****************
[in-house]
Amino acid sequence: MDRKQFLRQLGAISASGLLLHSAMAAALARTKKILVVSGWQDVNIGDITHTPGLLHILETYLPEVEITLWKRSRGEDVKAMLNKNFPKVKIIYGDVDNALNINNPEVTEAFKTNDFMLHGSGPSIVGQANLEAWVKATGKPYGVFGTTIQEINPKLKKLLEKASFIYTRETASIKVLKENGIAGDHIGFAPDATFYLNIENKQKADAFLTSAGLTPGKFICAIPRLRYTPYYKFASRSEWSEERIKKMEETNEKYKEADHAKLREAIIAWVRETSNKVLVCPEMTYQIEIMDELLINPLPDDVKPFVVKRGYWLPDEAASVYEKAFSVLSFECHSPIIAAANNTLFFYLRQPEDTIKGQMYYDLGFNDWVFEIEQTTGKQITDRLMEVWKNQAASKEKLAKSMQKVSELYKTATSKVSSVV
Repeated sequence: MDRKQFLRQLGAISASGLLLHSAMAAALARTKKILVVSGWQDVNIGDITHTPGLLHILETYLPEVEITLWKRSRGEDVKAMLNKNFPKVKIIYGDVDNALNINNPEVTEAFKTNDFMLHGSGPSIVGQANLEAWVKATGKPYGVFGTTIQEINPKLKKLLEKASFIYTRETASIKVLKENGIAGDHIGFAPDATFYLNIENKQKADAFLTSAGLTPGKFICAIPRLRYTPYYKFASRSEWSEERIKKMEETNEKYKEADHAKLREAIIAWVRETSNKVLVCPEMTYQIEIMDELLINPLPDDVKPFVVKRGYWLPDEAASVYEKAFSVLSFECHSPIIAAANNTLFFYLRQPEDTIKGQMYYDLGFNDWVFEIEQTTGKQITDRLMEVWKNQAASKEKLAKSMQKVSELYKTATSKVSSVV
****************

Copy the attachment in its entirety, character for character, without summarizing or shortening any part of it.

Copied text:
[in-house]
Amino acid sequence: MDRKQFLRQLGAISASGLLLHSAMAAALARTKKILVVSGWQDVNIGDITHTPGLLHILETYLPEVEITLWKRSRGEDVKAMLNKNFPKVKIIYGDVDNALNINNPEVTEAFKTNDFMLHGSGPSIVGQANLEAWVKATGKPYGVFGTTIQEINPKLKKLLEKASFIYTRETASIKVLKENGIAGDHIGFAPDATFYLNIENKQKADAFLTSAGLTPGKFICAIPRLRYTPYYKFASRSEWSEERIKKMEETNEKYKEADHAKLREAIIAWVRETSNKVLVCPEMTYQIEIMDELLINPLPDDVKPFVVKRGYWLPDEAASVYEKAFSVLSFECHSPIIAAANNTLFFYLRQPEDTIKGQMYYDLGFNDWVFEIEQTTGKQITDRLMEVWKNQAASKEKLAKSMQKVSELYKTATSKVSSVV
Repeated sequence: MDRKQFLRQLGAISASGLLLHSAMAAALARTKKILVVSGWQDVNIGDITHTPGLLHILETYLPEVEITLWKRSRGEDVKAMLNKNFPKVKIIYGDVDNALNINNPEVTEAFKTNDFMLHGSGPSIVGQANLEAWVKATGKPYGVFGTTIQEINPKLKKLLEKASFIYTRETASIKVLKENGIAGDHIGFAPDATFYLNIENKQKADAFLTSAGLTPGKFICAIPRLRYTPYYKFASRSEWSEERIKKMEETNEKYKEADHAKLREAIIAWVRETSNKVLVCPEMTYQIEIMDELLINPLPDDVKPFVVKRGYWLPDEAASVYEKAFSVLSFECHSPIIAAANNTLFFYLRQPEDTIKGQMYYDLGFNDWVFEIEQTTGKQITDRLMEVWKNQAASKEKLAKSMQKVSELYKTATSKVSSVV